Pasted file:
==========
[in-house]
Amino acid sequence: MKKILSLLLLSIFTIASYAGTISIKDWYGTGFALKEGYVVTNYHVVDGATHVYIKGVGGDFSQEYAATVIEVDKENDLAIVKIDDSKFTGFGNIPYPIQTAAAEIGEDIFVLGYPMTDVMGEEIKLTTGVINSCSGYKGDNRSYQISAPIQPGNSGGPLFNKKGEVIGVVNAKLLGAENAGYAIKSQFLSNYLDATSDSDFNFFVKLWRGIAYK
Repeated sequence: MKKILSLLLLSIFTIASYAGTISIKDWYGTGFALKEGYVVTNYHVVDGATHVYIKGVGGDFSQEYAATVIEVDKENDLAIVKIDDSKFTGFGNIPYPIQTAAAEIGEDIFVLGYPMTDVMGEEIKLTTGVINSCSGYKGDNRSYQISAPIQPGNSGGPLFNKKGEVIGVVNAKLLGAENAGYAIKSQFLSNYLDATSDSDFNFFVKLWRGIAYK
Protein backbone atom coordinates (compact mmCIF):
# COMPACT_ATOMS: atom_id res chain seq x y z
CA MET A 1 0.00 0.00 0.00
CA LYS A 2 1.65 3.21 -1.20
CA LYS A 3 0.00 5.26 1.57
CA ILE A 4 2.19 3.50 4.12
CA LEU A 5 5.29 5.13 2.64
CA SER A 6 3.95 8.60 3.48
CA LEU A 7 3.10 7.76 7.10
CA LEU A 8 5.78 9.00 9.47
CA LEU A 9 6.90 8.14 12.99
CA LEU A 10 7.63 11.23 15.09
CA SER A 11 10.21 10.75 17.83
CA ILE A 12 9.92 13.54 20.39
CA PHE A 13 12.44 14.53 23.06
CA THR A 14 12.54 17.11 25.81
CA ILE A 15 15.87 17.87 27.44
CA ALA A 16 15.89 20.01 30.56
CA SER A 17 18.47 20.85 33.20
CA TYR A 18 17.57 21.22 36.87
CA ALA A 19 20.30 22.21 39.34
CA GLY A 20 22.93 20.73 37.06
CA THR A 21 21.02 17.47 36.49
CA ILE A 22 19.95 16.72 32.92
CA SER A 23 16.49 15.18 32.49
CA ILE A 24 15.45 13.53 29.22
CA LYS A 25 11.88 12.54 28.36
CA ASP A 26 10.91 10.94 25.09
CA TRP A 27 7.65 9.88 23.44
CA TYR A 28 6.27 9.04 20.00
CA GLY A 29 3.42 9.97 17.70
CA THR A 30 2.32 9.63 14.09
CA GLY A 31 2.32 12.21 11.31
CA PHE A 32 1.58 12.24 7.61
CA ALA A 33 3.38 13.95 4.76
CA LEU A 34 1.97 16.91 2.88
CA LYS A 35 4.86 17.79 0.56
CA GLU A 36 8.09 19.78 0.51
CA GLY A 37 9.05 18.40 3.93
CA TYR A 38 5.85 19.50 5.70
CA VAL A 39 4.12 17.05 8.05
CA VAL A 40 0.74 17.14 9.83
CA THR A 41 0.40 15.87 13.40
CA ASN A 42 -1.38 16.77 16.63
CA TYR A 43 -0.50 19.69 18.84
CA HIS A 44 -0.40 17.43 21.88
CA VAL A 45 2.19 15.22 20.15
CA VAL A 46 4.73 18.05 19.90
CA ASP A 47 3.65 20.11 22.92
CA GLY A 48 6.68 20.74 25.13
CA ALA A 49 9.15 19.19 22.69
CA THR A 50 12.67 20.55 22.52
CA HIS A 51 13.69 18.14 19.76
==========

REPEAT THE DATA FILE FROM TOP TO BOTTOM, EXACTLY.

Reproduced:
[in-house]
Amino acid sequence: MKKILSLLLLSIFTIASYAGTISIKDWYGTGFALKEGYVVTNYHVVDGATHVYIKGVGGDFSQEYAATVIEVDKENDLAIVKIDDSKFTGFGNIPYPIQTAAAEIGEDIFVLGYPMTDVMGEEIKLTTGVINSCSGYKGDNRSYQISAPIQPGNSGGPLFNKKGEVIGVVNAKLLGAENAGYAIKSQFLSNYLDATSDSDFNFFVKLWRGIAYK
Repeated sequence: MKKILSLLLLSIFTIASYAGTISIKDWYGTGFALKEGYVVTNYHVVDGATHVYIKGVGGDFSQEYAATVIEVDKENDLAIVKIDDSKFTGFGNIPYPIQTAAAEIGEDIFVLGYPMTDVMGEEIKLTTGVINSCSGYKGDNRSYQISAPIQPGNSGGPLFNKKGEVIGVVNAKLLGAENAGYAIKSQFLSNYLDATSDSDFNFFVKLWRGIAYK
Protein backbone atom coordinates (compact mmCIF):
# COMPACT_ATOMS: atom_id res chain seq x y z
CA MET A 1 0.00 0.00 0.00
CA LYS A 2 1.65 3.21 -1.20
CA LYS A 3 0.00 5.26 1.57
CA ILE A 4 2.19 3.50 4.12
CA LEU A 5 5.29 5.13 2.64
CA SER A 6 3.95 8.60 3.48
CA LEU A 7 3.10 7.76 7.10
CA LEU A 8 5.78 9.00 9.47
CA LEU A 9 6.90 8.14 12.99
CA LEU A 10 7.63 11.23 15.09
CA SER A 11 10.21 10.75 17.83
CA ILE A 12 9.92 13.54 20.39
CA PHE A 13 12.44 14.53 23.06
CA THR A 14 12.54 17.11 25.81
CA ILE A 15 15.87 17.87 27.44
CA ALA A 16 15.89 20.01 30.56
CA SER A 17 18.47 20.85 33.20
CA TYR A 18 17.57 21.22 36.87
CA ALA A 19 20.30 22.21 39.34
CA GLY A 20 22.93 20.73 37.06
CA THR A 21 21.02 17.47 36.49
CA ILE A 22 19.95 16.72 32.92
CA SER A 23 16.49 15.18 32.49
CA ILE A 24 15.45 13.53 29.22
CA LYS A 25 11.88 12.54 28.36
CA ASP A 26 10.91 10.94 25.09
CA TRP A 27 7.65 9.88 23.44
CA TYR A 28 6.27 9.04 20.00
CA GLY A 29 3.42 9.97 17.70
CA THR A 30 2.32 9.63 14.09
CA GLY A 31 2.32 12.21 11.31
CA PHE A 32 1.58 12.24 7.61
CA ALA A 33 3.38 13.95 4.76
CA LEU A 34 1.97 16.91 2.88
CA LYS A 35 4.86 17.79 0.56
CA GLU A 36 8.09 19.78 0.51
CA GLY A 37 9.05 18.40 3.93
CA TYR A 38 5.85 19.50 5.70
CA VAL A 39 4.12 17.05 8.05
CA VAL A 40 0.74 17.14 9.83
CA THR A 41 0.40 15.87 13.40
CA ASN A 42 -1.38 16.77 16.63
CA TYR A 43 -0.50 19.69 18.84
CA HIS A 44 -0.40 17.43 21.88
CA VAL A 45 2.19 15.22 20.15
CA VAL A 46 4.73 18.05 19.90
CA ASP A 47 3.65 20.11 22.92
CA GLY A 48 6.68 20.74 25.13
CA ALA A 49 9.15 19.19 22.69
CA THR A 50 12.67 20.55 22.52
CA HIS A 51 13.69 18.14 19.76